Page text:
Right now, with many losing their minds, it’s important to remember to not engage crazy. There are those who thrive on drama, who want to sweep you into their mess, who want to amp up discord. However, as I’ve reminded you often lately, you don’t need to participate.
One of my favorite metaphors comes from my friend Linda Foley. She always told me to stay off the crazy playground. What is the crazy playground you ask?
The way I think of the crazy playground is as if imagining yourself stuck on a carousel, and you just keep circling around and around with either a person or an issue. It doesn’t stop moving, it’s up to you to step off.
How do you know you’re on the crazy playground? When you’re engaging in a battle. When a fight has escalated beyond what it’s even really about. When someone has no interest in looking at their part of their mess and simply wants to blame. When someone is sinking into their own story and refuses any bit of sane advice. When you’re arguing over and over and over and getting nowhere.
It’s anytime you can tell the other person doesn’t hear you, or you’re mired in an old pattern, or with somebody who’s stuck in their negative ego- and you just keep circling around and around and around, and refuse to take the highroad and walk away.
Here’s an example: a client of mine has a mother that always has a crisis going on, always needing something. The mother thrives on drama. She dumps it on my client and expects my client to fix it all. Eventually, through talking about this metaphor, my client realized that she’s constantly on the crazy playground with her mother. Always engaging the crazy by responding to it, and/or resisting it. Resistance still keeps you on the playground. It wasn’t until she took her power back one day and realized that:
A: she was not at her mother’s beck and call and could simply not answer the phone – to which to some of you might say, “well duh,” but to others who know what it’s like when somebody needs you and is continually looking to you for something, that’s not always easy.
And B: when her mom started dumping all of the issues on her, she simply said, “I cannot help you today. I hope you’re able to fix that problem. I have to go now, we’ll talk soon.”
She let her mom know that she would not be there to solve that particular problem, nor any other problems coming up. She held the boundary of her sanity being more important than being on that merry go round of crazy.
There’s not just a merry go round on the crazy playground, there’s also a teeter totter- where someone is always up and the other is always down- a swing set, the monkey bars – they can all be metaphors for however the crazy is playing out.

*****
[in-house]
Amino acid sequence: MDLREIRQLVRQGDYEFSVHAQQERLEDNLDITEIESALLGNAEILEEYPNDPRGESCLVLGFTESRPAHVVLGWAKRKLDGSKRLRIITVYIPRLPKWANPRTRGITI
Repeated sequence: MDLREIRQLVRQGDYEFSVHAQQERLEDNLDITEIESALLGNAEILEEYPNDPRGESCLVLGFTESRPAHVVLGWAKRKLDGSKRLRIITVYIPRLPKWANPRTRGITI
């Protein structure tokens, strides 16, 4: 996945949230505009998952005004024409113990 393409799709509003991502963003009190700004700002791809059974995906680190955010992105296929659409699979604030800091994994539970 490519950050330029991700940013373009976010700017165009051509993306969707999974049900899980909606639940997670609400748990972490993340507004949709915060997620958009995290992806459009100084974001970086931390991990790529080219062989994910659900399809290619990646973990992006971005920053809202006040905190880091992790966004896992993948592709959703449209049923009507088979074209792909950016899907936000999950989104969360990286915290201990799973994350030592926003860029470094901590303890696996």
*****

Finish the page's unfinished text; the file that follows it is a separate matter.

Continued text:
You won’t always recognize that you’re stuck there. Sometimes you simply think you’re engaging in dialogue or discussion. But notice if it keeps going in circles. Notice if there always has to be a winner and a loser. Notice if you’re so used to it that you don’t realize that you are worthy and deserving of peace and serenity.
Regardless of which vehicle you’re on in the playground, ultimately, sanity comes from disengaging and walking away. Do you want to be right, or do you want to be happy? Do you want tranquility, or do you want conflict?
You take your power back by not only stepping off the merry-go-round, but actually walking to the edge of the playground, opening the gate, and closing it behind you to completely detach and liberate yourself.
In my imagination, the land outside the gate of the crazy playground is serene, peaceful, and beautiful.
You deserve to be there. When you find yourself in the crazy playground, use the imagery of walking out, closing the gate, and then set the boundaries needed, cut the cords, and choose peace instead of chaos. Focus on being the best you that you can be, and don’t give your power away to anything/anyone that disrupts your calm.
If it helps, in your head say, “Not my circus, not my monkeys.”
The more you disengage from crazy, the more you teach your subconscious that you won't allow it in your reality, thereby creating more harmonious people/circumstances in your life.
You are worthy of contentment and well-being.
May you find peace and sanity this week!
Me, Tina Germain, just sharing ways to make you the best you can be!